|Re: the cultural divide...|
- Friday, March 18 2011, 3:57:15 (UTC)|
from 18.104.22.168 - 173-13-27-45-Michigan.hfc.comcastbusiness.net Network - Windows NT - Mozilla
Although I've never heard of Taruf before reading this forum today, this reminds me of a relatively common experience I've witnessed throughout my life with older relatives.
Here's the scene:
Older relative is sitting at the kitchen table, and one of the younger members of the family offers them something (be it coffee (qahwa), chai, a snack, some food, whatever).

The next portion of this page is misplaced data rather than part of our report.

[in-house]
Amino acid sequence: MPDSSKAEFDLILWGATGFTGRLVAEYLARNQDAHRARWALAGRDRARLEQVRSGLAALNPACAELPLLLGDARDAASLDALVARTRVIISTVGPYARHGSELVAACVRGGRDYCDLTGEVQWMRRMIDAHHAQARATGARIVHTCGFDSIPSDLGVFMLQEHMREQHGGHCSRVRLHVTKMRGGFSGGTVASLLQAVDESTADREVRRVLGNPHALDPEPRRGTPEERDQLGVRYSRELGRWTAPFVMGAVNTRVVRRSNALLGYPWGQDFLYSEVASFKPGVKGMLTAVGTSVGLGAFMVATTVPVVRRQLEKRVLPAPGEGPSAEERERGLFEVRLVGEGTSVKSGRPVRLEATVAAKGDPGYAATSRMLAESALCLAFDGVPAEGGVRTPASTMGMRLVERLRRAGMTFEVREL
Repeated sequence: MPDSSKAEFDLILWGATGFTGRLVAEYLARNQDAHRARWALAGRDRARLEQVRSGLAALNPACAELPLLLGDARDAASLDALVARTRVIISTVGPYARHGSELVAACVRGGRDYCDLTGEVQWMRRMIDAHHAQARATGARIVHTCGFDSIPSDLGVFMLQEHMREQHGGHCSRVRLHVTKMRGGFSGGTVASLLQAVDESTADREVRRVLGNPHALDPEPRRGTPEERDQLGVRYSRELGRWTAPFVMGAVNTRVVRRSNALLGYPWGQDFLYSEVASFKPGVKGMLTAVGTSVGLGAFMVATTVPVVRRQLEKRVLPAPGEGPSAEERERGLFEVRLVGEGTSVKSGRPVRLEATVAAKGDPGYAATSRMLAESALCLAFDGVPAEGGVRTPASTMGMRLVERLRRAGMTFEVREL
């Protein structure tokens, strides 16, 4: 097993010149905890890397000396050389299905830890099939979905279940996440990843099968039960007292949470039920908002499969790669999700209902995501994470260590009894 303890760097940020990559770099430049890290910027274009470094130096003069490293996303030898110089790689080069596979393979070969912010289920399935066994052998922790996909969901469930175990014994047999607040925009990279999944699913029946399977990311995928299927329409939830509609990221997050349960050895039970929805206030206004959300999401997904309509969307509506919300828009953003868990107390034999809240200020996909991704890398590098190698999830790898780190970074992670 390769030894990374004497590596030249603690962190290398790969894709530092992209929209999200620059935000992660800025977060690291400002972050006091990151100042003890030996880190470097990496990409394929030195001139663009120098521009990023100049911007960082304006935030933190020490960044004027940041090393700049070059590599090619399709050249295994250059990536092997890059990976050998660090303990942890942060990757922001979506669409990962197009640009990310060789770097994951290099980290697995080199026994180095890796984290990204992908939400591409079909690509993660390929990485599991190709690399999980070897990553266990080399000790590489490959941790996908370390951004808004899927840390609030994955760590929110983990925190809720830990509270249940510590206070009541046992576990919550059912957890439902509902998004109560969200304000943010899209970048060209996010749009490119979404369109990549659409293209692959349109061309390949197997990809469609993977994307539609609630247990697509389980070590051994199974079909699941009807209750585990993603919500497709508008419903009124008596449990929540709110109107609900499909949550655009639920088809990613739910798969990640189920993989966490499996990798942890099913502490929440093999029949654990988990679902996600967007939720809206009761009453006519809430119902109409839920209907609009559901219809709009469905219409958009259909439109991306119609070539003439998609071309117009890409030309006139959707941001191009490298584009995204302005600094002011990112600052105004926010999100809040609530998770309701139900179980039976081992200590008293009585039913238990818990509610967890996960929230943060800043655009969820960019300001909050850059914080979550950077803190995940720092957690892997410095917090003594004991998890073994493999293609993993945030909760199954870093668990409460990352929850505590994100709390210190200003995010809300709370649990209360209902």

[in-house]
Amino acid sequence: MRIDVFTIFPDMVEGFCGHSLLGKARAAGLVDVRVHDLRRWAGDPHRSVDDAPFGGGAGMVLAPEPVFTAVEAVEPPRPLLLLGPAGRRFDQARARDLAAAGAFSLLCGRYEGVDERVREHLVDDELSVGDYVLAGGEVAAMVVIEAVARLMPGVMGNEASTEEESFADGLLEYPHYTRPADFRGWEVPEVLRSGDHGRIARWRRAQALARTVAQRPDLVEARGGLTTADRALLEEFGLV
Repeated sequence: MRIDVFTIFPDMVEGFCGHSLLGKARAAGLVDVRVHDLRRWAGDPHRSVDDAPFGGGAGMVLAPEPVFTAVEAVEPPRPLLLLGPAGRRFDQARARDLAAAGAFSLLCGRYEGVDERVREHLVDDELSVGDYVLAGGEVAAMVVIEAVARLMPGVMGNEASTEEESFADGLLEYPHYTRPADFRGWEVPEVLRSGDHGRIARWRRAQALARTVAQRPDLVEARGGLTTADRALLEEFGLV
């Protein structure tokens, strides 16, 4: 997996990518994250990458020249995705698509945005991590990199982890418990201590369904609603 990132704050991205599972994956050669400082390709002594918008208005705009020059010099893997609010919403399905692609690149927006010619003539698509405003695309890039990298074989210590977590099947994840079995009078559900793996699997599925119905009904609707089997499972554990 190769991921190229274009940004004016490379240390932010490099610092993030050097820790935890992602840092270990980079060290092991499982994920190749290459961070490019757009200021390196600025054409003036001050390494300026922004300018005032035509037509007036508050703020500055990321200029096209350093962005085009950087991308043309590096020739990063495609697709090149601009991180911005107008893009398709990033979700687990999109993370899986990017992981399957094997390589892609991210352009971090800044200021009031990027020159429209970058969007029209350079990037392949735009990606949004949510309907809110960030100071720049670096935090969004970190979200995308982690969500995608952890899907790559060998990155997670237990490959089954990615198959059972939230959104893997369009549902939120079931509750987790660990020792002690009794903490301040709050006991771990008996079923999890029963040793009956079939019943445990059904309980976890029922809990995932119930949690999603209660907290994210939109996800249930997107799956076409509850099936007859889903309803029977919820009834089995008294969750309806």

"Khaltu Layla, kibat chai?" (Aunt Layla, would you like some tea?)
"Leh, leh, leh" (No, no thank you)
"Are you sure? I just made it?"
"Leh, leh, skoohran babi" (No, no thank you)
"Please, I insist..."
"Leh, leh, leh, leh, leh, .... OK"
In other words, if somebody offers something to you, even if you want it, we are trained to politely decline at least 2-3 times before being prodded, and then finally accepting! No thank you, no thank you, no thank you, No, no, no, no, ... OK!
What a strange culture we have.
>>Where did Taruf come from?
>...I think from inherently dishonest people. How can saying what you DON'T mean, as if you REALLY meant it, register as a positive value with anyone who respects honesty?
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